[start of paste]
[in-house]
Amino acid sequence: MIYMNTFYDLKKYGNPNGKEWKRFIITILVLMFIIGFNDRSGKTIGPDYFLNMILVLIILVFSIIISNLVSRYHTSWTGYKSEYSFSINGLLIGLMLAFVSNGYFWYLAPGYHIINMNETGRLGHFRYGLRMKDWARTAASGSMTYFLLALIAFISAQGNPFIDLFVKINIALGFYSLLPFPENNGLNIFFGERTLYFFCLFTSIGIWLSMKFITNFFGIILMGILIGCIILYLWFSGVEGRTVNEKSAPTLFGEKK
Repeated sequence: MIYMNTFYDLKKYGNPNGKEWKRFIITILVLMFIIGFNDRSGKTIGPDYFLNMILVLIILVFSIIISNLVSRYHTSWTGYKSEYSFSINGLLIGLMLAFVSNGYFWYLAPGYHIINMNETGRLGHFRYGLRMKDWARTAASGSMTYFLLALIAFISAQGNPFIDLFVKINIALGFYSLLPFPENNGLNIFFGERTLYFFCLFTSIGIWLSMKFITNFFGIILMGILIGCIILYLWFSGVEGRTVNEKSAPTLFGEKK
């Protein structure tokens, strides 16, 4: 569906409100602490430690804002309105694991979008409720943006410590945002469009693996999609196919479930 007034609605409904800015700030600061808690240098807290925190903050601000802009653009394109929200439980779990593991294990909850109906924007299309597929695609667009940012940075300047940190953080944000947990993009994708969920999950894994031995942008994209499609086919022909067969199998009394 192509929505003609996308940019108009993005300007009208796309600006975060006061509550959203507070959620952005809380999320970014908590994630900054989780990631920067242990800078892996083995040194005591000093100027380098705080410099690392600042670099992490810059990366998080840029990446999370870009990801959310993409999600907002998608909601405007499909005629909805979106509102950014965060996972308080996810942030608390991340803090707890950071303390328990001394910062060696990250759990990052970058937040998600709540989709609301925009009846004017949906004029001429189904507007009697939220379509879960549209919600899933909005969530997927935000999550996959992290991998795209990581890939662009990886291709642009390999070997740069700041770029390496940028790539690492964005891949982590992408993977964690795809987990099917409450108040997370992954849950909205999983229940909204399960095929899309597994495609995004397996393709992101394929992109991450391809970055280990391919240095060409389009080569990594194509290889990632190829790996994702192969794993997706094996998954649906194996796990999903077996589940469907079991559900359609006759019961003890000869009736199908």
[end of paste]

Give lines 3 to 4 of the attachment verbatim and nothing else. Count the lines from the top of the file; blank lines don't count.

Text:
Repeated sequence: MIYMNTFYDLKKYGNPNGKEWKRFIITILVLMFIIGFNDRSGKTIGPDYFLNMILVLIILVFSIIISNLVSRYHTSWTGYKSEYSFSINGLLIGLMLAFVSNGYFWYLAPGYHIINMNETGRLGHFRYGLRMKDWARTAASGSMTYFLLALIAFISAQGNPFIDLFVKINIALGFYSLLPFPENNGLNIFFGERTLYFFCLFTSIGIWLSMKFITNFFGIILMGILIGCIILYLWFSGVEGRTVNEKSAPTLFGEKK
């Protein structure tokens, strides 16, 4: 569906409100602490430690804002309105694991979008409720943006410590945002469009693996999609196919479930 007034609605409904800015700030600061808690240098807290925190903050601000802009653009394109929200439980779990593991294990909850109906924007299309597929695609667009940012940075300047940190953080944000947990993009994708969920999950894994031995942008994209499609086919022909067969199998009394 192509929505003609996308940019108009993005300007009208796309600006975060006061509550959203507070959620952005809380999320970014908590994630900054989780990631920067242990800078892996083995040194005591000093100027380098705080410099690392600042670099992490810059990366998080840029990446999370870009990801959310993409999600907002998608909601405007499909005629909805979106509102950014965060996972308080996810942030608390991340803090707890950071303390328990001394910062060696990250759990990052970058937040998600709540989709609301925009009846004017949906004029001429189904507007009697939220379509879960549209919600899933909005969530997927935000999550996959992290991998795209990581890939662009990886291709642009390999070997740069700041770029390496940028790539690492964005891949982590992408993977964690795809987990099917409450108040997370992954849950909205999983229940909204399960095929899309597994495609995004397996393709992101394929992109991450391809970055280990391919240095060409389009080569990594194509290889990632190829790996994702192969794993997706094996998954649906194996796990999903077996589940469907079991559900359609006759019961003890000869009736199908």